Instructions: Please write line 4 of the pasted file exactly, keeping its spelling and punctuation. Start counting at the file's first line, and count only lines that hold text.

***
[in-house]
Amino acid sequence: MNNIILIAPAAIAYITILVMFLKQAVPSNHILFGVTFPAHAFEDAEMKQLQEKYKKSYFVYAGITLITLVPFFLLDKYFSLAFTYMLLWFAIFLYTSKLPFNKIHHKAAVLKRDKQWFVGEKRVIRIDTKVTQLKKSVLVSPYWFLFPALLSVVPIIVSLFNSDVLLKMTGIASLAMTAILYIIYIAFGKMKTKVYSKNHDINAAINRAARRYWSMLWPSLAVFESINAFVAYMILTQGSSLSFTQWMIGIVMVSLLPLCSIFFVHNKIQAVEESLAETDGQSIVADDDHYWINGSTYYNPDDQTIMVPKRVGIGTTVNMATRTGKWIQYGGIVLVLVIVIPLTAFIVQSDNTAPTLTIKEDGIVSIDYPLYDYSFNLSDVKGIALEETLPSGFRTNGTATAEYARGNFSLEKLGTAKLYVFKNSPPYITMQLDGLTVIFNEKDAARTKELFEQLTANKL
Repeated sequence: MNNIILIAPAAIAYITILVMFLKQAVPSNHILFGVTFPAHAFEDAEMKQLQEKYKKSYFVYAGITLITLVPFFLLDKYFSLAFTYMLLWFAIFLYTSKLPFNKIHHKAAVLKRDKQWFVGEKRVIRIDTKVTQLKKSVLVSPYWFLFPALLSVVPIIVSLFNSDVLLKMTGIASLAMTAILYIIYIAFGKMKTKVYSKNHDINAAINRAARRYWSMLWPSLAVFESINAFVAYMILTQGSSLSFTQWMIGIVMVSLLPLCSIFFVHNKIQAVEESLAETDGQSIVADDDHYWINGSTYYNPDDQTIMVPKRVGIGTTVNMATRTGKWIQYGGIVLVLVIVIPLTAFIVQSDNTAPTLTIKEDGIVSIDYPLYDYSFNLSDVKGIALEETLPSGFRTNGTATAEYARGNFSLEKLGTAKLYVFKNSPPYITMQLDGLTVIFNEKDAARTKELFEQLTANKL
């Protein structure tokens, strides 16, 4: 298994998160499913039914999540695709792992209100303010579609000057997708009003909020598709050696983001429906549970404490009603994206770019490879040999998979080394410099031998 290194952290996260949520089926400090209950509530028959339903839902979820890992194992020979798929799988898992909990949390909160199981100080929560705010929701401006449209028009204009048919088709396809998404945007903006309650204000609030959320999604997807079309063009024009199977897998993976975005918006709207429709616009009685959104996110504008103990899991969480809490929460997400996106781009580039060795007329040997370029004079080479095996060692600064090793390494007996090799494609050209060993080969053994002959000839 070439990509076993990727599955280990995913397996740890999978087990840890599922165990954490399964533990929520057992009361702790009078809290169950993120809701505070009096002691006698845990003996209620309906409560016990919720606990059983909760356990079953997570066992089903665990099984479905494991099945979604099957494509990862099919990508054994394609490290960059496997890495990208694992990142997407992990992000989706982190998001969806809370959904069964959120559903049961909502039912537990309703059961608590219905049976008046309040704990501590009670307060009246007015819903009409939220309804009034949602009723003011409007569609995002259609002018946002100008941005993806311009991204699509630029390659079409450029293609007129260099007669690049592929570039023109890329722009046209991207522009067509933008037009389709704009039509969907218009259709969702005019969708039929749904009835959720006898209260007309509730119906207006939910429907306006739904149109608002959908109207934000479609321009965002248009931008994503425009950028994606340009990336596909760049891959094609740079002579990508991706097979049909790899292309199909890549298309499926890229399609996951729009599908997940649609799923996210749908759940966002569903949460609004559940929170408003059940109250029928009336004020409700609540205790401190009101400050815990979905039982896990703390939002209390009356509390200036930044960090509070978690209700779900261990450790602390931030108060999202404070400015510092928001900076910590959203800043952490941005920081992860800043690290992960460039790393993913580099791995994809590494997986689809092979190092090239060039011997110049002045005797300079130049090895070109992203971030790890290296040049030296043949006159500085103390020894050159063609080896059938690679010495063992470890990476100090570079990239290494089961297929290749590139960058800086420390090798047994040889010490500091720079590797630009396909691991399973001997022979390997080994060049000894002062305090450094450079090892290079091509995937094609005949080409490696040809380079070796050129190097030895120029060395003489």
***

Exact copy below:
């Protein structure tokens, strides 16, 4: 298994998160499913039914999540695709792992209100303010579609000057997708009003909020598709050696983001429906549970404490009603994206770019490879040999998979080394410099031998 290194952290996260949520089926400090209950509530028959339903839902979820890992194992020979798929799988898992909990949390909160199981100080929560705010929701401006449209028009204009048919088709396809998404945007903006309650204000609030959320999604997807079309063009024009199977897998993976975005918006709207429709616009009685959104996110504008103990899991969480809490929460997400996106781009580039060795007329040997370029004079080479095996060692600064090793390494007996090799494609050209060993080969053994002959000839 070439990509076993990727599955280990995913397996740890999978087990840890599922165990954490399964533990929520057992009361702790009078809290169950993120809701505070009096002691006698845990003996209620309906409560016990919720606990059983909760356990079953997570066992089903665990099984479905494991099945979604099957494509990862099919990508054994394609490290960059496997890495990208694992990142997407992990992000989706982190998001969806809370959904069964959120559903049961909502039912537990309703059961608590219905049976008046309040704990501590009670307060009246007015819903009409939220309804009034949602009723003011409007569609995002259609002018946002100008941005993806311009991204699509630029390659079409450029293609007129260099007669690049592929570039023109890329722009046209991207522009067509933008037009389709704009039509969907218009259709969702005019969708039929749904009835959720006898209260007309509730119906207006939910429907306006739904149109608002959908109207934000479609321009965002248009931008994503425009950028994606340009990336596909760049891959094609740079002579990508991706097979049909790899292309199909890549298309499926890229399609996951729009599908997940649609799923996210749908759940966002569903949460609004559940929170408003059940109250029928009336004020409700609540205790401190009101400050815990979905039982896990703390939002209390009356509390200036930044960090509070978690209700779900261990450790602390931030108060999202404070400015510092928001900076910590959203800043952490941005920081992860800043690290992960460039790393993913580099791995994809590494997986689809092979190092090239060039011997110049002045005797300079130049090895070109992203971030790890290296040049030296043949006159500085103390020894050159063609080896059938690679010495063992470890990476100090570079990239290494089961297929290749590139960058800086420390090798047994040889010490500091720079590797630009396909691991399973001997022979390997080994060049000894002062305090450094450079090892290079091509995937094609005949080409490696040809380079070796050129190097030895120029060395003489």